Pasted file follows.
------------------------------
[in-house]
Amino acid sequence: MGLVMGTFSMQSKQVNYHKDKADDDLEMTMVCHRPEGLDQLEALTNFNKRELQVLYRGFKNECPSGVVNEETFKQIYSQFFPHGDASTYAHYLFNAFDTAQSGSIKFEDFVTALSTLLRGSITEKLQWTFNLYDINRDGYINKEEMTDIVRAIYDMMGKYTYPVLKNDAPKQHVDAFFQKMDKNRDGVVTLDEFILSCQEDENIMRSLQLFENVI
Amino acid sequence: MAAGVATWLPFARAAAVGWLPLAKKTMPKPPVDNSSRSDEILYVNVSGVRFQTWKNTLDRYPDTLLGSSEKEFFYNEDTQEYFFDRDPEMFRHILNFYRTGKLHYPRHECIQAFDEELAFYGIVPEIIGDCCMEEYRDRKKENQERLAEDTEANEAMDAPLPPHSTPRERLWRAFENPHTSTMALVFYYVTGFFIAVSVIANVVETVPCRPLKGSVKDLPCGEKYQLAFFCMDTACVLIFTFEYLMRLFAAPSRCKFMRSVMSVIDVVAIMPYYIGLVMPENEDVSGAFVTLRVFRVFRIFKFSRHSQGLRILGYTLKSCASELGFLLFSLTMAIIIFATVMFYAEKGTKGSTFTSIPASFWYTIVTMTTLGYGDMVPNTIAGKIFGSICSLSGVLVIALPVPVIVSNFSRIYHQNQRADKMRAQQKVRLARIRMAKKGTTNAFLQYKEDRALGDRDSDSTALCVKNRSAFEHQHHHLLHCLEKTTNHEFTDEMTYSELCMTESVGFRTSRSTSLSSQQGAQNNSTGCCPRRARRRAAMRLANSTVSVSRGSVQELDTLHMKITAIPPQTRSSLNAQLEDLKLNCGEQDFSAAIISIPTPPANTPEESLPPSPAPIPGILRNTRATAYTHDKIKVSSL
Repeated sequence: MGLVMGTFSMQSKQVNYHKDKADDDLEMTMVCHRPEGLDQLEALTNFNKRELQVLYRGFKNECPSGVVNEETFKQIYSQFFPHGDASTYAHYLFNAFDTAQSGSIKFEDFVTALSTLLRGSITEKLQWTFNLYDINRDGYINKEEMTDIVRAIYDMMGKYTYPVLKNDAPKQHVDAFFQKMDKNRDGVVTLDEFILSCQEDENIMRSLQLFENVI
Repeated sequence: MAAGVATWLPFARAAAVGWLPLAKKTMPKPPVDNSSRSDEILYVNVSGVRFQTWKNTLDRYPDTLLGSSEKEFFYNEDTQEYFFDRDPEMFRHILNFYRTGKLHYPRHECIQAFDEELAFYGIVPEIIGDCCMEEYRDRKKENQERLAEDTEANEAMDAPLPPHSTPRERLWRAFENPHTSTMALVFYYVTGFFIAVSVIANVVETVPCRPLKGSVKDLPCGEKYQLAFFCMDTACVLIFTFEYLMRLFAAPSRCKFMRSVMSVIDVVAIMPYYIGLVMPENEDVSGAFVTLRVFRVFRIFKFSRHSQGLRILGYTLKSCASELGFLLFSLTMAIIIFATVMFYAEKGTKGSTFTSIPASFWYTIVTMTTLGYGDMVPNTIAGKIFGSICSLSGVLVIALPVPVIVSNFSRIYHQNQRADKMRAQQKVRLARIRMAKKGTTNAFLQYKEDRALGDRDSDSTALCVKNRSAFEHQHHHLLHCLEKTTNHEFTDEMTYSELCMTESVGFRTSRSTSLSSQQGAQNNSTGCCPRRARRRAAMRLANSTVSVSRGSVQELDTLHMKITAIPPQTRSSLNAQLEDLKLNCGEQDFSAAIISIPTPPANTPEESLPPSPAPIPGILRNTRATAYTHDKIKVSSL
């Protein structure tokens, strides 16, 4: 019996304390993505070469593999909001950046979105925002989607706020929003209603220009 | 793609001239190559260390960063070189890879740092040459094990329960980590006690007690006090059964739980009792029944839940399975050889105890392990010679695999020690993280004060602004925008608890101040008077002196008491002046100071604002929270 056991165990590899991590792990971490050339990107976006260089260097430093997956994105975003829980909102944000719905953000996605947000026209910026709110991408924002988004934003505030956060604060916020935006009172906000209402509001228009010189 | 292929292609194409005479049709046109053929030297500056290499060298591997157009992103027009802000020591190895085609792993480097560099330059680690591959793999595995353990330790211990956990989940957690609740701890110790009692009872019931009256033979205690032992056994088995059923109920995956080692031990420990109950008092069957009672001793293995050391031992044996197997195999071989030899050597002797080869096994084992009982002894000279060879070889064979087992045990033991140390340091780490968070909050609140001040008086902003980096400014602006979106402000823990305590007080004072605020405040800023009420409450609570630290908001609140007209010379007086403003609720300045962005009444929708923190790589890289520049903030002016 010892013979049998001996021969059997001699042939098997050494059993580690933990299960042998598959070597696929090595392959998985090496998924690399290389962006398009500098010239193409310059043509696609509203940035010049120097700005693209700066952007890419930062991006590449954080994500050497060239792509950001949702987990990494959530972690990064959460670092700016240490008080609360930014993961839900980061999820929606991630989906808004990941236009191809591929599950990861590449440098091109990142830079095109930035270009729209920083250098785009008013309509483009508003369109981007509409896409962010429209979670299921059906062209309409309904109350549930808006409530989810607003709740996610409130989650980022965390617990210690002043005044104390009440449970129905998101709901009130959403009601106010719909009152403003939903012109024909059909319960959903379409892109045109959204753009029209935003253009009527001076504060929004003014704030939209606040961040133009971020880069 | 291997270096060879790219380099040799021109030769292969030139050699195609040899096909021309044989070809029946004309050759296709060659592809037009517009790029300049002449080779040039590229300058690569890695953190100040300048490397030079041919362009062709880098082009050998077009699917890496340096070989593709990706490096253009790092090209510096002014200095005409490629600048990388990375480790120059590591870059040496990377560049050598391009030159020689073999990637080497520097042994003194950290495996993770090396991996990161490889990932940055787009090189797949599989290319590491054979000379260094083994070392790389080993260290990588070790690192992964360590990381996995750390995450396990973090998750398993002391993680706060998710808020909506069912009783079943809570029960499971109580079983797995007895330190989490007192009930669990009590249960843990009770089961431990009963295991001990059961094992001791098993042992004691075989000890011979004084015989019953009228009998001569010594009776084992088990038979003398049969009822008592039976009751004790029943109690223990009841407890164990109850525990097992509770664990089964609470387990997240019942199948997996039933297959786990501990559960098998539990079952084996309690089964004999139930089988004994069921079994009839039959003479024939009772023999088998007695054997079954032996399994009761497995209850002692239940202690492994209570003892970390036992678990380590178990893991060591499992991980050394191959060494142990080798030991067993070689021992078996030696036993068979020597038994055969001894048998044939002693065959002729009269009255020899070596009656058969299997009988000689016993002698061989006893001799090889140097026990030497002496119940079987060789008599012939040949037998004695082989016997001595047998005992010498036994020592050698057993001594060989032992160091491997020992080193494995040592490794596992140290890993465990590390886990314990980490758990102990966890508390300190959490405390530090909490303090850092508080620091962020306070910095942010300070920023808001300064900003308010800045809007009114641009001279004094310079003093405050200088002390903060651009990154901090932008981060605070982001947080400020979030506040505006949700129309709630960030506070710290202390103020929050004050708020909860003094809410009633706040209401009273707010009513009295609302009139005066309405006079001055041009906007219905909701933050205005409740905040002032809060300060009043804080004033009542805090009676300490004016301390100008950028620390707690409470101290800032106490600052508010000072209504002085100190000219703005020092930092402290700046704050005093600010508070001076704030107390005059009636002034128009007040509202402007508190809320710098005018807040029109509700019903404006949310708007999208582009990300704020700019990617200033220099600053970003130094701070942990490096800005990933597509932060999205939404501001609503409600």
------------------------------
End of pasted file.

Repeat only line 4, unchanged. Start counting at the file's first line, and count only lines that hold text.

Repeated sequence: MGLVMGTFSMQSKQVNYHKDKADDDLEMTMVCHRPEGLDQLEALTNFNKRELQVLYRGFKNECPSGVVNEETFKQIYSQFFPHGDASTYAHYLFNAFDTAQSGSIKFEDFVTALSTLLRGSITEKLQWTFNLYDINRDGYINKEEMTDIVRAIYDMMGKYTYPVLKNDAPKQHVDAFFQKMDKNRDGVVTLDEFILSCQEDENIMRSLQLFENVI